Tagged: nothingness

The beauty of Zen meditation


In Spirituality we learn a concept and we talk about applying it in real life; but most of the time we are short from that “dream.”
For example let us take a look at a spiritual law such as “karma.” We could be very knowledgeable on what karma is. We could give many talks about it, but when “real” life comes, at that point we forget everything. We cannot “apply” the theory into the practical.

When it is about life itself, doubts may even come: Did I act in a way as to create “good” karma or not?
Then at that point, we need reassurance from someone. The authority, the senior, the priest; someone who will give us reassurance about the “goodness” of our actions. We don’t know what karma is when it is applied to our own life.

The bottom line is that theoretical know-how is just another nice concept to talk about. Something to debate about on a Saturday afternoon while drinking tea or coffee… or just water 🙂

Wouldn’t it be nice to have our own laboratory where we could experiment with our own selves in relationship with life, by looking at it, by feeling the feelings that are going on at one moment in time with total awareness? Wouldn’t it be nice to know by sensing it, by feeling something rather than just thinking?

That inner laboratory is Zen meditation for Avyakt7.

We are part of life. In Spirituality the whole is equal to the part; any part; thus within myself lays the totality of life, the universe, all what is.

In Zen meditation, the task is only to sit. Put your “effort” on sitting. That is all… but then let everything else happen as your breath is; automatically effortlessly as it is meant to be. No need to control anything.

Just “sitting” is a very complex matter when our mind is cluttered with thoughts. Then, we are not just sitting; but we are “doing” other things even though sitting.

If we have experienced “just sitting,” then we can observe everything else. We can feel everything: Breathing, tiredness, nervousness, anxiety, impatience, fears…. They start coming out.

If we don’t move at all during those 25 minutes that we are sitting in a particular posture, (traditionally half-lotus or full lotus, but a chair is alright) we could feel elation coming from the “inner smile” of feeling the inner self; but at the same time; we could feel physical pain: knees, groin, muscle cramps, etc.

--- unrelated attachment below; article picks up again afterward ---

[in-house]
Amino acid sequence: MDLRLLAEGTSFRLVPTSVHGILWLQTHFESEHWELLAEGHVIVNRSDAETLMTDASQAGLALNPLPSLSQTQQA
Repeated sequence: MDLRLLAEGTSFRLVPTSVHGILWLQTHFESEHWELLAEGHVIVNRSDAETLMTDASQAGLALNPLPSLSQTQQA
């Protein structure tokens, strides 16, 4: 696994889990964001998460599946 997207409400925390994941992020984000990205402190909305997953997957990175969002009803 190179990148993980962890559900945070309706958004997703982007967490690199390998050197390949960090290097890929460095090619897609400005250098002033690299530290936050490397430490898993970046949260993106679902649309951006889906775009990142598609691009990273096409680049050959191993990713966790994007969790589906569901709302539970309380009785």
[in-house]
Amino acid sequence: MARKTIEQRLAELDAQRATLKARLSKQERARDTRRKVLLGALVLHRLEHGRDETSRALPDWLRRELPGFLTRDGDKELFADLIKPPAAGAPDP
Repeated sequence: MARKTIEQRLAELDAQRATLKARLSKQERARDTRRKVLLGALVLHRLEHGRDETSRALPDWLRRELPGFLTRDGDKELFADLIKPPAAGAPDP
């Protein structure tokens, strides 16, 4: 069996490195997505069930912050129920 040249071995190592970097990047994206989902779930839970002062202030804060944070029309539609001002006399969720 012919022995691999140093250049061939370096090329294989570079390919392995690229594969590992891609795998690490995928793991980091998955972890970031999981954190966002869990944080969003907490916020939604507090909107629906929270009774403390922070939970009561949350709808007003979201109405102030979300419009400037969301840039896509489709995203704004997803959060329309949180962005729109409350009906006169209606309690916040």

What do you do?
Accept it.
Observe how the mind reacts and how our calm state changes. Observe how when there is deep acceptance, things become easier to deal with.
That attitude is useful in “real life,” out of the laboratory. No need to remember the law of “karma” when we understand “not doing.” 🙂

But, what about if we break something or hurt ourselves by sitting there?

The lesson of learning our own limits is important. Many times in “real life,” we break down and exceed our own capabilities. Know your limits. A “don’t move” means, “go ahead, move” in some occasions. This is the wisdom of living life and not of some theory to be applied by everyone at all circumstances.

In this “inner laboratory” many things could happen. It is one of the best tools that Avyakt7 has found to become acquainted with himself… while “just sitting.”

Note that there are no beliefs here. Nothing to think about or visualize. It is as “real” as sitting. We can look at the wall for additional “reassurance” that we are indeed “just sitting.”

In this practice, we can connect with “nothing” and be everything. We can learn from “no one” and learn a lot.
We could experience life while doing nothing, that is we could go back to sheer activity without moving an inch. 🙂